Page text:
Love it or hate it, Powerpoint is a mainstay in the fire service classroom. Most popular fire service curriculums from various publishers include a series of slide decks organized in topical chapters. Powerpoint is primarily designed to assist an instructor with classroom delivery. In blended learning, classroom resources are often converted into a form that can be delivered online. In the case of Powerpoint, one of the best and easiest options (technically) is to narrate your Powerpoints.
While the technical aspect of narrating a Powerpoint is easy to figure out in a step-by-step tutorial of Powerpoint, the workflow process itself is not always easy or apparent, especially if you have not done it before.
This short 14 minute video clip will give you an idea of the process I follow. This method uses a combination of the Powerpoint, the Lesson Plan and the textbook to produce a voiceover script. I feel it is efficient and keeps things as simple as possible. The hard part is actually how to create a script. In this video we use an IFSTA slide deck from a Fire Officer course as an example.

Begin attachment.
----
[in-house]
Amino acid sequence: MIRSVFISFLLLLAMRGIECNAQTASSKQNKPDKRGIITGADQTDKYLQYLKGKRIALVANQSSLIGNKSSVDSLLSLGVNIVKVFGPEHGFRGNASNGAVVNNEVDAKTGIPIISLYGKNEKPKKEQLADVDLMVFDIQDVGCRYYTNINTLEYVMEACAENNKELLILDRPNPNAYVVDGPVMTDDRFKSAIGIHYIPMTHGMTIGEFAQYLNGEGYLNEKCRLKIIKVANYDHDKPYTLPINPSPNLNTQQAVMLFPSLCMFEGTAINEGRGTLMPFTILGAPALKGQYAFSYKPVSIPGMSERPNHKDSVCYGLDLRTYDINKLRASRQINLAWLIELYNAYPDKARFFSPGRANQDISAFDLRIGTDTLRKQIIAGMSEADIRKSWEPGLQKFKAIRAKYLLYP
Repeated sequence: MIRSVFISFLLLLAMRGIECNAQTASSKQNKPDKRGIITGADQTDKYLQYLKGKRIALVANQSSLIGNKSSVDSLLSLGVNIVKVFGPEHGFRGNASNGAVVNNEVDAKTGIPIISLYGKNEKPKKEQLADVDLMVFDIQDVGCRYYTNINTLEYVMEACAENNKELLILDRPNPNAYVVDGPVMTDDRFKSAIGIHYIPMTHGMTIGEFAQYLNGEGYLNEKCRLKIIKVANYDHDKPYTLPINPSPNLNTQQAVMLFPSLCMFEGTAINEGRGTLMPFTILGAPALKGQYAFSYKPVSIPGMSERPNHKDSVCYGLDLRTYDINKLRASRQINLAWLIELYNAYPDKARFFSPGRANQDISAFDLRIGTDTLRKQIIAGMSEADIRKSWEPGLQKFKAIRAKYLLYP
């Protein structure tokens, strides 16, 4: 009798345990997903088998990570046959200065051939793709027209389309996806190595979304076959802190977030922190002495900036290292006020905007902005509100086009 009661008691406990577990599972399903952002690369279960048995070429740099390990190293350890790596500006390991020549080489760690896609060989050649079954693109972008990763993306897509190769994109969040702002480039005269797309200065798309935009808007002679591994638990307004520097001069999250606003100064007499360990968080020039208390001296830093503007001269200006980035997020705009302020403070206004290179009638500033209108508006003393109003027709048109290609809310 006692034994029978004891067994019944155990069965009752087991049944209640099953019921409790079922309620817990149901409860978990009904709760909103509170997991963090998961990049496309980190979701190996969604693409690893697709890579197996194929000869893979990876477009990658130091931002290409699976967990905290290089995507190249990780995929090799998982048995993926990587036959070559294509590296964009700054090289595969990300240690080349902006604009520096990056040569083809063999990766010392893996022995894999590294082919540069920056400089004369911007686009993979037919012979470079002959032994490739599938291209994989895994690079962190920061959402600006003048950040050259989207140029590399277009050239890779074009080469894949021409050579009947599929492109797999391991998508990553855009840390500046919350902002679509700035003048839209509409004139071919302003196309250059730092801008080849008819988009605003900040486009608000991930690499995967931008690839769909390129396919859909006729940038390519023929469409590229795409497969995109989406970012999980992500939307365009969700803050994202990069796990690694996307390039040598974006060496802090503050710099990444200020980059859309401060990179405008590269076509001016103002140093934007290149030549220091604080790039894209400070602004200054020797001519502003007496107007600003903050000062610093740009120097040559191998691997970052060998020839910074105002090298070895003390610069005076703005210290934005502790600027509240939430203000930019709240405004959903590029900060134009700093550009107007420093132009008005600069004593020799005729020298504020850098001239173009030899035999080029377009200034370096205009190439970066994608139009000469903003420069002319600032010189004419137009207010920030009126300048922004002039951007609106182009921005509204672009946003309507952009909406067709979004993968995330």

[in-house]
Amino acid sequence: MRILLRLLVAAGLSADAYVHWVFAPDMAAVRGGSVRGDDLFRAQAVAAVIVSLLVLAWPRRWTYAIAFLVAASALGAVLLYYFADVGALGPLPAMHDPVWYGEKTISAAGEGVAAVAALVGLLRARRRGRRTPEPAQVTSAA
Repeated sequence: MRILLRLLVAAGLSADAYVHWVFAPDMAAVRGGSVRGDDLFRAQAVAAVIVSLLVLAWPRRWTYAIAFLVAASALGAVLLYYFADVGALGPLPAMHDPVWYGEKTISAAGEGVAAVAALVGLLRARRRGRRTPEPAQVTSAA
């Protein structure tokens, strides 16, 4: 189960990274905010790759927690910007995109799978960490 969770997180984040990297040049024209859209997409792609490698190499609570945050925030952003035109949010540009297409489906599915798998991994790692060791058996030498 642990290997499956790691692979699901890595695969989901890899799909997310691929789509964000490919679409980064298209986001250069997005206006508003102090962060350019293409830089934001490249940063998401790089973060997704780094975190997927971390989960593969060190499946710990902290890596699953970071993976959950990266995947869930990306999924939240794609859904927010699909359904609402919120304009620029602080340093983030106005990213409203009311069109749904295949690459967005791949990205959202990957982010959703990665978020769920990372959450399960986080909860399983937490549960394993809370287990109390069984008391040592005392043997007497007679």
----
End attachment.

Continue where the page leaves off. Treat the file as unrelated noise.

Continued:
I actually recorded this video over a year and a half ago. In the meantime, advances in text-to-speech have advanced greatly. Voiceover artists are costly and creates a time dependence on your projects. Using text-to-speech you can achieve great results by recording your script to an .mp3 audio file and upload that into the Powerpoint narration tool instead of recording your voice or using a voiceover artist.
The Matthew voice at http://ttsmp3.com does a reasonable job of not sounding too robotic and can get the job done – for free. There are fee-for-service options such as one offered by Amazon that has even better voices and control.
Have a listen:
No comments yet